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Author Topic: What is Obama care really gona do for dialysis and Transplant canidates ?  (Read 16427 times)
Simon Dog
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« Reply #50 on: December 11, 2012, 08:21:22 AM »

I think the article was about a practice on a corner that had two entrances for mammograms.  The self-pay high rate place gave nice robes, fast service, personal meeting with the doc right after the imaging - and the cheap place used paper gowns, longer waits, and the doc sent you a report later.  But, the machines used to do the imaging were the same, as were the docs who interpreted the images.
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cariad
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« Reply #51 on: December 11, 2012, 02:14:46 PM »

I think the article was about a practice on a corner that had two entrances for mammograms.  The self-pay high rate place gave nice robes, fast service, personal meeting with the doc right after the imaging - and the cheap place used paper gowns, longer waits, and the doc sent you a report later.  But, the machines used to do the imaging were the same, as were the docs who interpreted the images.
Yes! I think we read the same article! 2008ish (I was living in LA when I read it.) I remember they had two separate entrances, so the people on insurance were not even aware that on the other side of reception was a whole other world of classical music and chilled bottled water. I wonder if they were ever found out....
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jeannea
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« Reply #52 on: December 11, 2012, 05:01:09 PM »

I have read Atlas Shrugged but I know I skipped some of the pages of ranting. I think a lot of people read the book, skip a lot, and don't really know what they're saying is so great. I don't know if it's the worst book ever but it's not one of my favorites.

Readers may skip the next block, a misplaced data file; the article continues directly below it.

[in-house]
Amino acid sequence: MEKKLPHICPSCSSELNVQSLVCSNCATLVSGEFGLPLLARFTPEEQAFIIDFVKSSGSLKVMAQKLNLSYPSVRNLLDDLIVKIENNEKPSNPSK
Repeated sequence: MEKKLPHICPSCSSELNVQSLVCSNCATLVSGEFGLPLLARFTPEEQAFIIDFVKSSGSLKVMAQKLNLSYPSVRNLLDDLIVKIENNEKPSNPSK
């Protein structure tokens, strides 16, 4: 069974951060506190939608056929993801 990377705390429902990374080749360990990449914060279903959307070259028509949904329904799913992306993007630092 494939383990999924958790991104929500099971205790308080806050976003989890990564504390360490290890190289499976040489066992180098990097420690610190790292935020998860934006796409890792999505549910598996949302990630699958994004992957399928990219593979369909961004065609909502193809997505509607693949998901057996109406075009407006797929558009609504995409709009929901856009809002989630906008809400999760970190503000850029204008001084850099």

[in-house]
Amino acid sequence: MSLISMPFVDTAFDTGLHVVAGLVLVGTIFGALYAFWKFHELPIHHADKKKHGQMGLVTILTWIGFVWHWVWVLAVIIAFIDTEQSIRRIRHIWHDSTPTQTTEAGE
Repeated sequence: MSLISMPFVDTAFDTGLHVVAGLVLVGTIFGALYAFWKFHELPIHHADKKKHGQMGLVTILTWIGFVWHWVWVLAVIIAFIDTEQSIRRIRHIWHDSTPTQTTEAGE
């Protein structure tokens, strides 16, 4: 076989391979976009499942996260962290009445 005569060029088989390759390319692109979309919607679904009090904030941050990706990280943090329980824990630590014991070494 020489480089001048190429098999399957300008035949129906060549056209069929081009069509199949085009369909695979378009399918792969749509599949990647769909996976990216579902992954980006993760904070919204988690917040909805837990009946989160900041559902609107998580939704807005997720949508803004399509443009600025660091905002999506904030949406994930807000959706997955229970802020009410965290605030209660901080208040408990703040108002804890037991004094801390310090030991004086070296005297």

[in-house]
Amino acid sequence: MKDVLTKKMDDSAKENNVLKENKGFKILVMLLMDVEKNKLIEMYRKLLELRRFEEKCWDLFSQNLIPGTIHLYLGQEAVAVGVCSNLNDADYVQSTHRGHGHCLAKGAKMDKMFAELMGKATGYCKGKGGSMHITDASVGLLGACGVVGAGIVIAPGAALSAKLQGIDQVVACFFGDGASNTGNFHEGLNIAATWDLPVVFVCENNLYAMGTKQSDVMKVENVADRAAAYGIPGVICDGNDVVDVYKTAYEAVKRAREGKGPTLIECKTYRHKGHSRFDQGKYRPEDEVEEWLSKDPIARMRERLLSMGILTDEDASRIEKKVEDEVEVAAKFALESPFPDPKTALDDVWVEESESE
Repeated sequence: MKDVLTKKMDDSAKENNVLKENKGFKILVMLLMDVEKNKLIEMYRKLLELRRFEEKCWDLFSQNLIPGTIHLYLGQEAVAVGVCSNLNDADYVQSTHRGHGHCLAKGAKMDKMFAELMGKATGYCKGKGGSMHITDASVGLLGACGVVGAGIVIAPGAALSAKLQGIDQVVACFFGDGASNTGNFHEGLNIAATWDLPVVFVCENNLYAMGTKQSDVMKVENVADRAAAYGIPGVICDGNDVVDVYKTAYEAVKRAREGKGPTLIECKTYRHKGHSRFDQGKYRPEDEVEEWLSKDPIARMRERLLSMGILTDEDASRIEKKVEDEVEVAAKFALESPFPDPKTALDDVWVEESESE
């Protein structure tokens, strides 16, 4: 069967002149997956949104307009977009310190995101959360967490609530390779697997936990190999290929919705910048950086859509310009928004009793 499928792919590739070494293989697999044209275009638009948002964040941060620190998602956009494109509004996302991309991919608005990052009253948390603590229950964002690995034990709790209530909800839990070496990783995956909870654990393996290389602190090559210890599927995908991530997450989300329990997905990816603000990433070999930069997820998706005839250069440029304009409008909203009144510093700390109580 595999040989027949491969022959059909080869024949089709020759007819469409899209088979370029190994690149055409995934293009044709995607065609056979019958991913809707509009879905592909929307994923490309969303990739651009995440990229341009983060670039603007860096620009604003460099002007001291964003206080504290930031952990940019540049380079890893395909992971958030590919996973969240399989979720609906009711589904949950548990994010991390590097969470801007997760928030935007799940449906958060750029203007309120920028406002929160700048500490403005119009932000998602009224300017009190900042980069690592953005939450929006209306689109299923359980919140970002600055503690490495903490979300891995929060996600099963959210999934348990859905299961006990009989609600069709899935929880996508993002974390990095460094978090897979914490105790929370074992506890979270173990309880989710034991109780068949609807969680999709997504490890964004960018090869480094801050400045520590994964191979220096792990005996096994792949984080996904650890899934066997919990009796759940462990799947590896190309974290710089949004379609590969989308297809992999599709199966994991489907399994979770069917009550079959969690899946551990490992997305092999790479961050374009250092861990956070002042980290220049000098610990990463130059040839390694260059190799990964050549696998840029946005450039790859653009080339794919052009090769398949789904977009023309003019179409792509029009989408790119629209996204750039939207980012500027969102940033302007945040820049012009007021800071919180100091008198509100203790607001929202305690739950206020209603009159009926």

What bothered me the most about the article on concierge docs is how they said they were interviewing patients rather than the other way. Who would take us? We need too much attention.

When I lost my dental insurance, my mom asked her dentists if he gives discounts for those who pay cash. He said that would be illegal. It would be insurance fraud for billing one guy's insurance company more than he charged me.
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Simon Dog
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« Reply #53 on: December 14, 2012, 09:53:07 AM »

I think the article was about a practice on a corner that had two entrances for mammograms.  The self-pay high rate place gave nice robes, fast service, personal meeting with the doc right after the imaging - and the cheap place used paper gowns, longer waits, and the doc sent you a report later.  But, the machines used to do the imaging were the same, as were the docs who interpreted the images.
Yes! I think we read the same article! 2008ish (I was living in LA when I read it.) I remember they had two separate entrances, so the people on insurance were not even aware that on the other side of reception was a whole other world of classical music and chilled bottled water. I wonder if they were ever found out....